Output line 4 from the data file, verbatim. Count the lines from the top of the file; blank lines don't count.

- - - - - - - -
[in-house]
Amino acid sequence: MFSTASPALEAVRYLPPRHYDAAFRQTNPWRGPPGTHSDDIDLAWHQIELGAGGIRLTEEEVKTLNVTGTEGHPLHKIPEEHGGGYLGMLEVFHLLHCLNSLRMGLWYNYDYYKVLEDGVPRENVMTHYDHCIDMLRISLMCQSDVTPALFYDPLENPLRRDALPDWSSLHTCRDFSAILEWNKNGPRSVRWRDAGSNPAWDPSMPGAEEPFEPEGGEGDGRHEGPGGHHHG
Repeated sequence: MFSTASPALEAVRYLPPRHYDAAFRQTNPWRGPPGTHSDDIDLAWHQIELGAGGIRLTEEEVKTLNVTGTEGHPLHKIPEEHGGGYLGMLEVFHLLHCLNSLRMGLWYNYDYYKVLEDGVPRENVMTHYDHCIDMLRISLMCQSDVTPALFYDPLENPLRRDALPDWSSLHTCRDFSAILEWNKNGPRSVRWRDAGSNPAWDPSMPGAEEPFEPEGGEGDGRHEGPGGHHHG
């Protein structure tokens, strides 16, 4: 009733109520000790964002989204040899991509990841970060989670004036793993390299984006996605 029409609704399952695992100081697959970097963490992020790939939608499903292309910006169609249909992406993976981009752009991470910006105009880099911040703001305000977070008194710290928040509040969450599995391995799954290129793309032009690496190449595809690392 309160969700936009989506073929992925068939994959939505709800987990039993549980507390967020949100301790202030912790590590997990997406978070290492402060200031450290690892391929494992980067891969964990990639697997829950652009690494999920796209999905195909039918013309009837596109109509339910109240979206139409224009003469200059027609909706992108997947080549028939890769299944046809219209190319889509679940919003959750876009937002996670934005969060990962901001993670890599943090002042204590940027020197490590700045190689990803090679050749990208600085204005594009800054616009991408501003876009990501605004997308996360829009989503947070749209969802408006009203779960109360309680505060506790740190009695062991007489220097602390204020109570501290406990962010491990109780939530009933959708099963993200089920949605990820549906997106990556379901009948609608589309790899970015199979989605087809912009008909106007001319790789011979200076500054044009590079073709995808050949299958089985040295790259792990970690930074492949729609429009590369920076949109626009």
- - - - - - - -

């Protein structure tokens, strides 16, 4: 009733109520000790964002989204040899991509990841970060989670004036793993390299984006996605 029409609704399952695992100081697959970097963490992020790939939608499903292309910006169609249909992406993976981009752009991470910006105009880099911040703001305000977070008194710290928040509040969450599995391995799954290129793309032009690496190449595809690392 309160969700936009989506073929992925068939994959939505709800987990039993549980507390967020949100301790202030912790590590997990997406978070290492402060200031450290690892391929494992980067891969964990990639697997829950652009690494999920796209999905195909039918013309009837596109109509339910109240979206139409224009003469200059027609909706992108997947080549028939890769299944046809219209190319889509679940919003959750876009937002996670934005969060990962901001993670890599943090002042204590940027020197490590700045190689990803090679050749990208600085204005594009800054616009991408501003876009990501605004997308996360829009989503947070749209969802408006009203779960109360309680505060506790740190009695062991007489220097602390204020109570501290406990962010491990109780939530009933959708099963993200089920949605990820549906997106990556379901009948609608589309790899970015199979989605087809912009008909106007001319790789011979200076500054044009590079073709995808050949299958089985040295790259792990970690930074492949729609429009590369920076949109626009």